You can see that my journal is not of the glorious-artist-journal-as-artwork type. My sketches are messy and on the right page you can see my thoughts on how each section should be worked pencilled in roughly. Above the journal and in the photo below is the first painted stage of the work.
The paper colour is darkened with a light wash of sepia ink and then the major structural elements have been painted in with numerous layers of ink.
After leaving the work to dry overnight the white details were painted in. I had to mix the white ink with a bit of acrylic paint to get the level of detail required in the centre panel. The ink alone was too watery and soaked into the fibres blurring the lines of the design.
This is the finished work. The colours in this image most closely resemble the actual colours. The title "One World" came to me while stitching. I kept thinking about how it looked at once similar to a bark painting and a persian rug. The triangular motif cutting across the work reminded me (after painting it) of the Star Trek symbol for the federation of planets and that I had used it to unify the work seemed most fitting for a work that is influenced by so many elements used across cultures. And so the title "One World" came to mind.
I'm loving working on this series. So many ideas. It's a good thing I bought lots of this paper!
Here is the latest in my Shapes of Life series. It's called "A Day in the Life" because it contains so many elements that butt up against each other, sometimes smoothly, sometimes not so smoothly, just like pretty much every day of my life.
There is a lot of stitching in this piece and a lot of drawing in ink too. Although not as apparent in photographs, the difference between the two mediums provides a lot of texture in this work.
It could be a patchwork quilt, or a bark painting, or a doodle page in a sketchbook. It's any and all of these things.
The muted palette allows pattern and texture to predominate.
The geometry is sometimes straight, sometimes bent and skewed, just like life.
Let me know if this speaks to you.
I was shocked to see my last blog entry was in July! Must start to show my blog more TLC.
In my defence, I was busy finishing my latest work and wasted a lot of time through illness (such a bore). This work is based on a satellite image of Saudi Arabia where agriculture is concentrated around oases that provide the irrigation necessary to farm in the desert. So, here it is.... (don't forget that if you click on the photos you can see larger images).
At approximately 80 cm x 55 cm this is the largest work I have done to date. When I started this work I was determined to challenge myself, to experiment with stitch and colour in ways I had not done before. I decided that this concept required a large canvas and I'm glad I chose to go that way. There is a lot of fine detail and contrasting colours and textures in this piece and a smaller format would have resulted in less diversity and a cluttered feel.
The photo above gives you some idea of the scale. My worktable there is 180 cm square.
This is the bottom third of the work where all the busy-ness is concentrated. I'm including a few detail images below, but for those who want to see more you can check out my previous blog post here.
..a little closer...
..and closer still. River beds defined using fly stitch, stem stitch and seed stitches.
The circles represent irrigated areas, the cross-hatched areas depict roads and human settlements.
So much going on in just a couple of square centimetres.
The biggest challenge face by an embroiderer: how to stitch a curved line when you can only make straight stitches.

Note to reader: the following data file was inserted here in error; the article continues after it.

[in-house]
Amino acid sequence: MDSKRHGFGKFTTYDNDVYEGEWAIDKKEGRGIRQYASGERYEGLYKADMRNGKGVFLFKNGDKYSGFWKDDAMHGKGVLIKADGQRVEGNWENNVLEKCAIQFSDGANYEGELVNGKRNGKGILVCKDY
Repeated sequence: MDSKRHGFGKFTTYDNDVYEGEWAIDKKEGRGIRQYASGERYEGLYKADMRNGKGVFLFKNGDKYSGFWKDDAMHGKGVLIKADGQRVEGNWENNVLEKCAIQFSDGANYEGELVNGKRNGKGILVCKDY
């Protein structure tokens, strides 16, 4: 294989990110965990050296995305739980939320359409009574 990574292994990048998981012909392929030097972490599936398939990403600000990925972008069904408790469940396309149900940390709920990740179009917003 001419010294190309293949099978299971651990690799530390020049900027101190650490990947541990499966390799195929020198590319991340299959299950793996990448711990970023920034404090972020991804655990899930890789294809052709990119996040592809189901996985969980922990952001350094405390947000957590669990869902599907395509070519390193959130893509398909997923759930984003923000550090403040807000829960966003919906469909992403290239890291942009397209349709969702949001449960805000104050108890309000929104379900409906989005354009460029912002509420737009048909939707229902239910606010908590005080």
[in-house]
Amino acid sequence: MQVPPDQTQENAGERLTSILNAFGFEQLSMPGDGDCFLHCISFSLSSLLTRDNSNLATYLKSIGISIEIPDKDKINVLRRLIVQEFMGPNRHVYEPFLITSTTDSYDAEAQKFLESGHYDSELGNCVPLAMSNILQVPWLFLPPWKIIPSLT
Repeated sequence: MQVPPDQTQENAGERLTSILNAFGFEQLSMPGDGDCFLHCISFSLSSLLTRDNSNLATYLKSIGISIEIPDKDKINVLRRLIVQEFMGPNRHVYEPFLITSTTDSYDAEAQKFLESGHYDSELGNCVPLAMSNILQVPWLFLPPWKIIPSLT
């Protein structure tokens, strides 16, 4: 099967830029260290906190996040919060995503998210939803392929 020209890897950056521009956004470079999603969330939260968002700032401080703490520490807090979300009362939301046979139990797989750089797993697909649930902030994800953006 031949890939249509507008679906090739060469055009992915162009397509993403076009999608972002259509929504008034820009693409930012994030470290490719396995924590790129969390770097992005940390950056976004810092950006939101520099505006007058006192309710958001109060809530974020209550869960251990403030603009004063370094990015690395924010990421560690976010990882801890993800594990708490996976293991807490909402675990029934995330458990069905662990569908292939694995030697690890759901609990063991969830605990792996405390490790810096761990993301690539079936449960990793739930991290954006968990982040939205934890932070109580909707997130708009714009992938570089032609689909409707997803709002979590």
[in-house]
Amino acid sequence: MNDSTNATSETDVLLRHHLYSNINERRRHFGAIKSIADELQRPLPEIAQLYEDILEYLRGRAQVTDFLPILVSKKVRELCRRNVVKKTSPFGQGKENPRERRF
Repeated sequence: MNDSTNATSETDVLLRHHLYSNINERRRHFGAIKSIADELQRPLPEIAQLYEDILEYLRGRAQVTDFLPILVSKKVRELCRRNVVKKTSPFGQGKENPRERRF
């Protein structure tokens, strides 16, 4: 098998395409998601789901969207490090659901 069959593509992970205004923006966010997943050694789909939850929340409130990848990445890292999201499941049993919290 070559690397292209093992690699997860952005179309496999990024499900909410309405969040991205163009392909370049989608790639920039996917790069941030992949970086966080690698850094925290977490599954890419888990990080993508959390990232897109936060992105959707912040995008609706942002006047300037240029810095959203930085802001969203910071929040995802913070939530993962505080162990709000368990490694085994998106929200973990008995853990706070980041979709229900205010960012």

Here I have laid long stitches in a cross-hatch pattern without couching down the intersections. By doing this the light reflects in perpendicular orientations depending on how the work is viewed. I have never tried this before and it is only practical because I stretch my work very tightly onto foam core so the stitches are held taught.
When viewed from some angles the cross-hatch pattern is almost lost and yields a flat area of white that contrasts perfectly with the surrounding abundance of colour and texture.
This is the intermediate area that links the top and bottom halves of the work. The challenge here was to provide a transition that did not compete with the complexity of the lower half and yet had enough movement and visual interest to lead the eye to the top of the work and not get lost in the negative space to the left. In a design sense, it was the most difficult and possibly most crucial part of the work.
Here's the bottom part of the "linking" section. I was having trouble capturing the "feel" of the work in photographs but when I started photographing at strange angles I found the results more satisfying, more like looking at the work directly.
..top right corner...the more monochromatic the palette becomes, the more important texture and directionality becomes..
..top left corner...
..had to work in tiny, tiny stem stitches to achieve the detail in these motifs.
...seed stitches in thick and thin threads for shading and depth of field..
...lots and lots and lots of tiny stitches....
..multiple variegated threads add sparkle to the twisting natural lines..
..sometimes it's what you leave out that counts the most...
..and now some angled shots that really draw you into the work...gives more of a feeling of the scale of the work..
..the texture comes alive in this shot..
..see..I told you it was big...
...thanks for stopping by.
I have started a new work in my Heaven and Earth series. It began, as all my works do, with a pile of undyed silk and silk thread. First I constructed my base palette.
Here it all is looking pretty on the clothes horse.
This is the entire fabric. It is quite big at 70 cm x 55 cm. At this point it kind of looks a bit like the rag you use to wipe up spills while you are dyeing, however, remember my purpose is not to create a beautiful cloth in it's own right, but to create the base for the stitching that will cover it. Of all the photos you will see, this one gives the closest approximation of the true colour. To orient yourself for the following photos, I started work at the left edge and the work will be oriented vertically.
So, here's where I'm at after about 50 hours of stitching. (If you want to see bigger images, just click on the photos.) The stitched area is about 25 cm high x 55 cm wide, so I guess I'm already a little bit more than 1/4 of the way through. Like the other Earth works, this work is based on a false colour satellite image.